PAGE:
Pitbull and others donate toys to Wynwood kids

Photo By Wuz Good Photography

(Miami Herald) – Pitbull donates toys in his old neighborhood. Hundreds of children showed up for holiday gifts donated by rapper Pitbull at Roberto Clemente Park in Wynwood. Under the rain, Shenandoah Middle School student Anderson Cheatham, 13, played basketball with friends at Wynwood’s Roberto Clemente Park. Anderson killed time shooting hoops, while his mother, brothers and sisters waited in line to enter the park’s Dorthy Quintana Community Center Building to get a new basketball.

“I love to play basketball,” he said. “It is so much fun.”

He and his family were among more than 450 people who attended the annual Toy A-Way event Saturday at Roberto Clemente Park, 101 NW 34th St.

“I can’t wait to play with the ball with my friends,” said Anderson.

Over 500 toys were donated to neighborhood kids ages 1 through 16 by hip-hop musician and Miami native Armando Pérez better, known as Pitbull. William Rice, better known as DJ Rice, and other community members also donated toys.

The event was hosted by Planetpit.com, the city of Miami and the Imaginate Foundation, a non-profit organization. Everything from Barbie and Bratz dolls to footballs and pre-paid cell phones were given to children who were pre-registered by park officials. Bicycles and other soccer balls were also raffled. Not only were toys given away, but children and families enjoyed hamburgers, hot dogs, cotton candy, bounce houses and music.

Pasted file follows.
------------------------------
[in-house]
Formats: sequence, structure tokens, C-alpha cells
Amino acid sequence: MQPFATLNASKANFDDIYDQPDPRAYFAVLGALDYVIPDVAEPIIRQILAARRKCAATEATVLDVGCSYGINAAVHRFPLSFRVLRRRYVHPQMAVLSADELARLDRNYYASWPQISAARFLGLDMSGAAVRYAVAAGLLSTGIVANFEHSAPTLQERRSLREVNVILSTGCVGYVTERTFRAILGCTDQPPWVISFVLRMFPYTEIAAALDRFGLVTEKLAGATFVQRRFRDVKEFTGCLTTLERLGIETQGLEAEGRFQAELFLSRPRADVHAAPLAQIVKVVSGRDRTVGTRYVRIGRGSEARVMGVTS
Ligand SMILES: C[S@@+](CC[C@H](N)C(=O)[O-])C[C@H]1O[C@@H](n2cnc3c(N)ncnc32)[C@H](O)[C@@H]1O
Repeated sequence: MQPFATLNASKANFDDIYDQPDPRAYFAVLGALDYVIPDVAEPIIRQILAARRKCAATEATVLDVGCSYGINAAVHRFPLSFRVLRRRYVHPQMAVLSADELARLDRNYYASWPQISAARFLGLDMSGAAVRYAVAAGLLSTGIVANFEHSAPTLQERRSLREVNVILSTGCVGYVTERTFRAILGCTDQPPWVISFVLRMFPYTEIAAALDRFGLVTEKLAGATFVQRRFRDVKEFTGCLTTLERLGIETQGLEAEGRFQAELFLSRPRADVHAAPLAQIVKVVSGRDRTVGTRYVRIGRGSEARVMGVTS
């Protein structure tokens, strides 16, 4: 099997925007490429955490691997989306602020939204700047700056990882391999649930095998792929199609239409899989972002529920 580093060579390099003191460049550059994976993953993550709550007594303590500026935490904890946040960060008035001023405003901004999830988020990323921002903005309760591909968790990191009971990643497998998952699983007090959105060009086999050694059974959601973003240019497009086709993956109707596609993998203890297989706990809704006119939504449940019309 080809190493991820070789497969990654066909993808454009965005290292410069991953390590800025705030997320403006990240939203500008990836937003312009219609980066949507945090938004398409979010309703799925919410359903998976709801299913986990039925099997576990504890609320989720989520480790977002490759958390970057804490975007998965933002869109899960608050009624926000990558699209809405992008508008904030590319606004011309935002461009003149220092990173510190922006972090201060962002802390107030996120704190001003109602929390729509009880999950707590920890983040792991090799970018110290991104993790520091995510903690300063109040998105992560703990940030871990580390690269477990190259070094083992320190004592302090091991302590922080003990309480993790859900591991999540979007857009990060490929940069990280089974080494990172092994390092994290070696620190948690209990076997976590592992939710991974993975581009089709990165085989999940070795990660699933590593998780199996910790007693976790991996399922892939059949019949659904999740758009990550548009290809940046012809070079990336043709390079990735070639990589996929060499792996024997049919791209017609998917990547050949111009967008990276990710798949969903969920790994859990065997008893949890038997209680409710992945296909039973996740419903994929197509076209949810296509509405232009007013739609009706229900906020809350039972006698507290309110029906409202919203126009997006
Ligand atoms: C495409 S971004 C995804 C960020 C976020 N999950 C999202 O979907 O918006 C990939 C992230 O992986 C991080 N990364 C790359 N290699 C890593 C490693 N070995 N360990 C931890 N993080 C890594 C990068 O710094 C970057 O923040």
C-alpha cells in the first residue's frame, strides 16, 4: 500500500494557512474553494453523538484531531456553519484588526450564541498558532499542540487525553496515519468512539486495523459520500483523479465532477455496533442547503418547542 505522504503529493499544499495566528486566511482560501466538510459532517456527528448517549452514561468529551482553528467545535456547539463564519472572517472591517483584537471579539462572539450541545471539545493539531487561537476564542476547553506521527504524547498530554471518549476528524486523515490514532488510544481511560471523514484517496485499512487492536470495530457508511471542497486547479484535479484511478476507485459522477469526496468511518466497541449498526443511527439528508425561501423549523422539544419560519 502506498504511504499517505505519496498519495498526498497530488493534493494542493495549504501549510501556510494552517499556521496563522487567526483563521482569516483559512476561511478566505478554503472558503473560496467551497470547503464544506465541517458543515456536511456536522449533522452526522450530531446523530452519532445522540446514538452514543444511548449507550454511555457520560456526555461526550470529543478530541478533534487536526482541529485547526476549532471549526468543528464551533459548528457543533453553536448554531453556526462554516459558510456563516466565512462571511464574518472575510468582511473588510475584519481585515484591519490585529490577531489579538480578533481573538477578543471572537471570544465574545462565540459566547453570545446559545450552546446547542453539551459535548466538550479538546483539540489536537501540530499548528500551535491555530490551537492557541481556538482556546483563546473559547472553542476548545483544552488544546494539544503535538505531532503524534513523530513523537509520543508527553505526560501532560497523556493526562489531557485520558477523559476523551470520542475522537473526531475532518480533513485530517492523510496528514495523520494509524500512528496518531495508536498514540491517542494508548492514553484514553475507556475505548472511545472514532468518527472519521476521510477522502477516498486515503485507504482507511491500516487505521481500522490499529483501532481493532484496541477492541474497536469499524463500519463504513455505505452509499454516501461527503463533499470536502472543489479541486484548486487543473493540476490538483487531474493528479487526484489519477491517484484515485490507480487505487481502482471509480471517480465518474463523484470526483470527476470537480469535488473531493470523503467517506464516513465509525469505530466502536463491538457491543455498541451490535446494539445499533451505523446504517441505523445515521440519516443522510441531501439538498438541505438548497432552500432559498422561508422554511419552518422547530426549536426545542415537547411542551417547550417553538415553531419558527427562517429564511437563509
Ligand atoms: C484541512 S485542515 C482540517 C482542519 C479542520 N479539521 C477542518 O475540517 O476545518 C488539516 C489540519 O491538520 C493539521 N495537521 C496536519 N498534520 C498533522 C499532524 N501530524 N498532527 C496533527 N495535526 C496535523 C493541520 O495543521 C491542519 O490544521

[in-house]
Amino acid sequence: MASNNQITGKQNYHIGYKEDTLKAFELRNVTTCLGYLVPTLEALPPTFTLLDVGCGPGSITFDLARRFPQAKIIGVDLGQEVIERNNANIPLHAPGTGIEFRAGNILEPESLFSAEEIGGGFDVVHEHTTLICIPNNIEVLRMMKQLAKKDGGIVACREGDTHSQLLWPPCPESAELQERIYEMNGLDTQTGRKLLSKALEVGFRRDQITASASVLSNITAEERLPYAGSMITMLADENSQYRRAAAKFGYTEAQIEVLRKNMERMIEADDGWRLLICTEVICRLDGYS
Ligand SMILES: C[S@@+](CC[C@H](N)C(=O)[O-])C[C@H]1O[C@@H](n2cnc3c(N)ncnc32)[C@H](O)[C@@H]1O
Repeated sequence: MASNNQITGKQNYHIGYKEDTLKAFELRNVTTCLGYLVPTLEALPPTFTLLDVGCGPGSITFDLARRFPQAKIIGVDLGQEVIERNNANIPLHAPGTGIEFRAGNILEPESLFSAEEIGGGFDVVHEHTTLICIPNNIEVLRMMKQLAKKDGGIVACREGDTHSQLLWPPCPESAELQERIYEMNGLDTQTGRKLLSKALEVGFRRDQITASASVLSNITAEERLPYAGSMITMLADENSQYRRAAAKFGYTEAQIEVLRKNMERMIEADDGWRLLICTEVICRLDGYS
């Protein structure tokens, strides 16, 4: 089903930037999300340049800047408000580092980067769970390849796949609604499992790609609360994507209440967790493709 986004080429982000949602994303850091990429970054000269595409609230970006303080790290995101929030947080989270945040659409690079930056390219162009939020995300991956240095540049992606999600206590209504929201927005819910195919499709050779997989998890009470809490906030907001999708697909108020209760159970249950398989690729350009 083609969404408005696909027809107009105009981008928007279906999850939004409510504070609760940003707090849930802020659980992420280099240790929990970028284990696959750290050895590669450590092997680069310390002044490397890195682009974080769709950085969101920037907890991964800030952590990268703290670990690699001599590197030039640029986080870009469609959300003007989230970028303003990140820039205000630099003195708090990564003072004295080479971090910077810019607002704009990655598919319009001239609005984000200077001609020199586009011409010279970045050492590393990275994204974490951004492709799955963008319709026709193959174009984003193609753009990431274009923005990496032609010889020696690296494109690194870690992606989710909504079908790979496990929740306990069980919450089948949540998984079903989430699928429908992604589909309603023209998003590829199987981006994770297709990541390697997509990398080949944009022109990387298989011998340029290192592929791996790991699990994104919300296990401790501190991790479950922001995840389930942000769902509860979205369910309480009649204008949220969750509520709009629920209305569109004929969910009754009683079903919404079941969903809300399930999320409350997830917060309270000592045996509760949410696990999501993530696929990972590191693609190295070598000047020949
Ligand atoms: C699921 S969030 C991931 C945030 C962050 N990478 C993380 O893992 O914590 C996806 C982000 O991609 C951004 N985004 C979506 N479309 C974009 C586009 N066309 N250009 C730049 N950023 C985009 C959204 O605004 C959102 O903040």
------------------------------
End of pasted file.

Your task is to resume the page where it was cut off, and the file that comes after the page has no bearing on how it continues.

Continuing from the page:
Derrick Turton, of Pitbull Productions, said Wynwood is dear to the rapper since he was raised in the area.

“Because of the financial times this is a way of giving back,” he said. “It’s not about the presents or any of this stuff it is really about these kids having a good holiday.”

Students from William H. Turner Technical Arts High School and community members also volunteered to organize the event and distribute food and toys. Holding an umbrella, Wynwood resident Anna Echevarria said she was grateful for the effort.

“We are appreciative because sometimes we don’t have things for the kids so we do what we can,” she said. “So for them to do this for us, it touches our heart; it shows that they care.”

Angie Lee of Youth Community Help Services, who coordinated the event, said it’s about brightening families’ lives.

“We want to put a smile on these kids faces this holiday season,” she said.

Source: Miami Herald


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